It is equally the case that how our body looks and moves will influence how we think about ourselves and how we are perceived by others. Our body language shouts louder than our voice, even though the message may be read mostly unconsciously. I hardly need point out that whether it is the image in the mirror or that seen by others, the physical self is a huge part of who we are. Are we attractive, lean, fat, muscular, tall, short, old, young, our racial background, our sex and that’s before we even start on how we dress it up. Which brings us to the other area I wish to consider; our relationships with others.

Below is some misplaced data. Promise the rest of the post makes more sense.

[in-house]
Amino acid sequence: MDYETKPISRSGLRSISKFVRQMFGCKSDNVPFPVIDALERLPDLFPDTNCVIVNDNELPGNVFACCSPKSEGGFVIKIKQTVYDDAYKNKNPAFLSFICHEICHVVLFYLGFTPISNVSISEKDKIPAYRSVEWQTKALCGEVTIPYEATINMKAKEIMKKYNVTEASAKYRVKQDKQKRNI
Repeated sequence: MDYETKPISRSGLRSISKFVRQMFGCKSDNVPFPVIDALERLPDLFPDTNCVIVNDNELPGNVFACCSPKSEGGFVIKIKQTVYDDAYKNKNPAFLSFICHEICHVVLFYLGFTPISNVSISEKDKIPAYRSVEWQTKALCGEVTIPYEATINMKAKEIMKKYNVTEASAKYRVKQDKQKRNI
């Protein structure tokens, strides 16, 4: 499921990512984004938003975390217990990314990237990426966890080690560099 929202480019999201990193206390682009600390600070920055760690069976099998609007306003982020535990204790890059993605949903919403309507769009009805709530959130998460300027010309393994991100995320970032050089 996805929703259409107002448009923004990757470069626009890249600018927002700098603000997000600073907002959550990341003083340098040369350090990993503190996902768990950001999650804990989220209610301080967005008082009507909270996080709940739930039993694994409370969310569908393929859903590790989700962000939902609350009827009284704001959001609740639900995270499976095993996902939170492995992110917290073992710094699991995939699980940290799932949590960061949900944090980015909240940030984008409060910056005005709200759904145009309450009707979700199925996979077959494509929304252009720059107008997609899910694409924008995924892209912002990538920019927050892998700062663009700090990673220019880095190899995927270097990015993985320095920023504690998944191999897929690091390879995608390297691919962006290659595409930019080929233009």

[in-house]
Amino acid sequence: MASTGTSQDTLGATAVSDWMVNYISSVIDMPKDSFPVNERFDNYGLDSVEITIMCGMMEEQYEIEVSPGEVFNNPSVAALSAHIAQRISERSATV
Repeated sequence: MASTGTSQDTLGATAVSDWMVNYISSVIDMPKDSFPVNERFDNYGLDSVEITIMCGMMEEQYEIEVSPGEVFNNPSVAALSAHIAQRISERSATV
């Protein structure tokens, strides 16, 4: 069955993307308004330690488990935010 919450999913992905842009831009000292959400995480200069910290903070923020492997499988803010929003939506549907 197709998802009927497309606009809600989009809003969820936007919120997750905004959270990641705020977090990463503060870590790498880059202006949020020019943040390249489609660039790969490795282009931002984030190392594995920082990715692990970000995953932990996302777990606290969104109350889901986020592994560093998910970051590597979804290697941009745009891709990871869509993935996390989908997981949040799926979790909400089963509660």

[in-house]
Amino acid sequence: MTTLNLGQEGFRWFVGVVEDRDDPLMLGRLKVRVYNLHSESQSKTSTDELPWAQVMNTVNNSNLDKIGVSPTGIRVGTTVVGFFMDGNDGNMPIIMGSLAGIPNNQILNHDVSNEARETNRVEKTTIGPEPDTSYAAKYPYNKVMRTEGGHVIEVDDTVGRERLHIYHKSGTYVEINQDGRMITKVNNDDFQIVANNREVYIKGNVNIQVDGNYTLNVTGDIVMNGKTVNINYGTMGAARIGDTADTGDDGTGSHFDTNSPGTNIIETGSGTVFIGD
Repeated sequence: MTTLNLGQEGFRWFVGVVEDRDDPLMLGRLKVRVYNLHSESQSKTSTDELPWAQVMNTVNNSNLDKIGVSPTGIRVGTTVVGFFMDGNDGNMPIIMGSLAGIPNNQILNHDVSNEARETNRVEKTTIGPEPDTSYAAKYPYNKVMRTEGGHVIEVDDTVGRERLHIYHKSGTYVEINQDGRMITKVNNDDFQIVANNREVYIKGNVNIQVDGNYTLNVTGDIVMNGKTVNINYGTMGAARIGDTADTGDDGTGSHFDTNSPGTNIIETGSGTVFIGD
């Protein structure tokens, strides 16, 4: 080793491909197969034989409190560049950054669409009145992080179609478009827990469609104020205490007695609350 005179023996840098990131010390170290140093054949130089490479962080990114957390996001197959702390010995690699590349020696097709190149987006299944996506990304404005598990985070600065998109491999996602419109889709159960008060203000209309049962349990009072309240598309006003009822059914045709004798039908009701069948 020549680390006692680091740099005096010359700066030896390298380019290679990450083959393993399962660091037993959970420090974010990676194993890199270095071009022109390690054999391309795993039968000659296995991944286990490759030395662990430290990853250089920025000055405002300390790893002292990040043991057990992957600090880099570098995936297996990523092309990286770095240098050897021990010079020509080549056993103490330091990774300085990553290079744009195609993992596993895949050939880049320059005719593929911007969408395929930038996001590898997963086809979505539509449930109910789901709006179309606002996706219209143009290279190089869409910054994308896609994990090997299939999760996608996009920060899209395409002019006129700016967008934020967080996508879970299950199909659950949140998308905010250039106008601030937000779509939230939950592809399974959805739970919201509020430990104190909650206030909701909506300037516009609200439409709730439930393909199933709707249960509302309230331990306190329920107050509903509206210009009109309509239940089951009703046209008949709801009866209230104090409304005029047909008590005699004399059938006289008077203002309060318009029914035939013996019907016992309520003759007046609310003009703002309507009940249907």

I am a different person to each and every person who knows me. I behave differently and appear differently relative to how I think of them and how they think of me, given who they are and mine and their prejudices. As a husband I behave differently than I do as a Kuing Fu instructor, as a father I behave differently than as a brother. For each person that I relate to, there is a particular aspect of my outer shell that they perceive, they respond accordingly and I, in turn, respond to that. The dynamic between me and every other to whom I relate is unique, though many may appear similar. In this way of thinking, my identity exists conceptually in the spaces between me and others; an outer concentric circle that has a different flavour, a different hue in each direction. Like a spectrum of changing colour surrounding me and reaching out to every other person I relate to. The particular dynamic of each relationship will have elements of how we perceive each other physically and psychologically, including relative positions of authority and social status.